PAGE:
Putting the country in domesticity ...?: Speaking of the Man of the Place, he gave me the new title for this blog. The City wasn't accurate anymore, since I'm here in San Bruno, which feels more like the country to me, even though it's really a small town/suburb of The City. I am telling you that it feels like living in the country. If you know me, that's a good thing. Just need some horses to get me to the train depot in less than 20 minutes.

Monday, February 9, 2009

Pioneer girl

(Lists are where I keep my brain!)

1. We moved. The Man Of The Place, the puppy dog, and I bought a house in San Bruno, CA. I am in love with it.
2. I'm feeling better ... mostly.
3. I've started knitting again. Started an afghan about 5 times before finally deciding to go all-garter for the border. Whether I do anything, you know, fancy in the middle remains to be seen.
4. I've started a garden. Right now it's all decorative. I can't get (two-year-old) herb seeds to catch on.
5. I'm traveling again.
6. I'm still not working. (Fie!)
7. I'm researching the everloving hell out of Laura Ingalls Wilder, thanks to the flurry of new writings about her. I'll update this reading list on the right to reflect this soon.
8. Still thinking. Thinking. Thinking about the upcoming Hell and Highwater.

Friday, February 1, 2008

Oy vey, already

I have been incredibly ill and, well, almost didn't make it to post another day. Thanks to my doctors, nurses, and especially surgeon at UCSF, I'm ... if not on the mend, getting there, I hope.

Had to stop all community activity, reading about peak oil and consumption, and even cooking for the past three months -- although I wanted to report that a few days before I went into the hospital the first time, my husband and I graduated from Neighborhood Emergency Response Team training.

So, I'm not sure how often I'll be posting here for the next few months. There's another surgery on the way plus a chronic disease to manage for the rest of my life (Crohn's). But I'm hoping for the best. Just wanted to explain the long absence.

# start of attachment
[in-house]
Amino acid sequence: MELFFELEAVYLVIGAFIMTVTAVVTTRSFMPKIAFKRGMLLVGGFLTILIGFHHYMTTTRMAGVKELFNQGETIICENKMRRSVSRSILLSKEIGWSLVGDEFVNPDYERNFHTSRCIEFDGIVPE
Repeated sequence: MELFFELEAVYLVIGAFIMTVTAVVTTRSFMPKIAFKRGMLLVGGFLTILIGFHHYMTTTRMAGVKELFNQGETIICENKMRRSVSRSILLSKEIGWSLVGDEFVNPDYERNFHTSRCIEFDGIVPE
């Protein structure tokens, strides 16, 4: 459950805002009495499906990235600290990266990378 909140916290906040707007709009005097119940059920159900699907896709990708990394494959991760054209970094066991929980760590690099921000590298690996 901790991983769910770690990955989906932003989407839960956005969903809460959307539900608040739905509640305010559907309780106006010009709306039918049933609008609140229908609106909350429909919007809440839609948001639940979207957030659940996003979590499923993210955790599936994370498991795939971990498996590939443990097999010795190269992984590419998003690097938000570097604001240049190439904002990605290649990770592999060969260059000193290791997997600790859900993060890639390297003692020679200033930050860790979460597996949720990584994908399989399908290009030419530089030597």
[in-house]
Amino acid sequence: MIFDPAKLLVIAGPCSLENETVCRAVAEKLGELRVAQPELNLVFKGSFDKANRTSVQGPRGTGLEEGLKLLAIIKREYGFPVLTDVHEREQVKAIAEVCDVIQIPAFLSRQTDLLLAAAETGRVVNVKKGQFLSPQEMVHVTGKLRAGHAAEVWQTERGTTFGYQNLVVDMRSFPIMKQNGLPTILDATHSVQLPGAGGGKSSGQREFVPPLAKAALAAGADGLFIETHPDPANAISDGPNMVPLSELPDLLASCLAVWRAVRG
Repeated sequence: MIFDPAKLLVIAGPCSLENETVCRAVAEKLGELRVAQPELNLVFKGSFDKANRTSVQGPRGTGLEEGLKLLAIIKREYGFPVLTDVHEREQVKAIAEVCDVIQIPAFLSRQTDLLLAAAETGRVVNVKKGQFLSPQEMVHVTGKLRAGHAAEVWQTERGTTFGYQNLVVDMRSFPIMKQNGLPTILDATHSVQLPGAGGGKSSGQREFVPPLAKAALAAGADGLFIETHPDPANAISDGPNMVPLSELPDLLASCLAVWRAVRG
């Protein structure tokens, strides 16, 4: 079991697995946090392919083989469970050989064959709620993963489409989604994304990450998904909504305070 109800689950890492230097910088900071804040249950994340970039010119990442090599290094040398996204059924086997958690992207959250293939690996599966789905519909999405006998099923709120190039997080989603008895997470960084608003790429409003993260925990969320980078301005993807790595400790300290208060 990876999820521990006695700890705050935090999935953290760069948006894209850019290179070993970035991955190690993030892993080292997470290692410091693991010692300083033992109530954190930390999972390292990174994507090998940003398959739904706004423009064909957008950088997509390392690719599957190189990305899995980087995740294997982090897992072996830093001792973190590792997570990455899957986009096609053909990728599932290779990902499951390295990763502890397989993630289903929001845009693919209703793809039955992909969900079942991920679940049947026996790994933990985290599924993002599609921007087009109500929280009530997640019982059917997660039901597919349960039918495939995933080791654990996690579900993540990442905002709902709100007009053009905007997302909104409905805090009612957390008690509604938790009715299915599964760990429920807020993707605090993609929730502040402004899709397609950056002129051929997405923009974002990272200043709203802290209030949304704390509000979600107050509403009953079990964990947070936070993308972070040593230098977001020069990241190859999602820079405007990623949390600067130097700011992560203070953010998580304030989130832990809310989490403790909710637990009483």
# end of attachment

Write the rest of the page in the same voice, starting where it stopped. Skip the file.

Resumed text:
Tuesday, October 30, 2007

On social capital, and other things percolating

So I just finished Robert Putnam's "Bowling Alone: The collapse and revival of American community." DAMN, I say. Of all the books I've read the past couple of years on consumption, peak oil, etc. etc., this one hit me hardest. Right here, where I can feel it. I KNOW I can act here and I have to.

Lack of social capital is my problem. When I hear friends saying they don't want to join a group or volunteer because of the potentially "annoying" people they might meet, that's my problem. When I hear someone saying that they don't ride the bus because too many random people talk to them ... that's my problem, too, in more ways than one.

I don't like talking to strangers. Here in The City, you never know what one will say. Will it be a come-on? (When I moved here I was 23, and leaving work late at night, some guy in his 50s asked me if I'd like to get a room. Really? Really?) Will it be someone drunk or high or psychotic? Will it be begging?

Mostly, it will be begging. The homeless and down-and-out contingent here is huge. And sometimes the group that seems even bigger is the canvassers. CalPERS, Greenpeace, Ron Paul. Good for the world, bad for my sense of personal space. Bad for my (in)ability to say no and only to avoid. You wouldn't believe the contortions of time and space I've gone through to avoid a Greenpeace canvasser asking cheerfully, slightly aggressively, for a minute of my time to help save the world. This, although I've happily donated to Greenpeace in the past!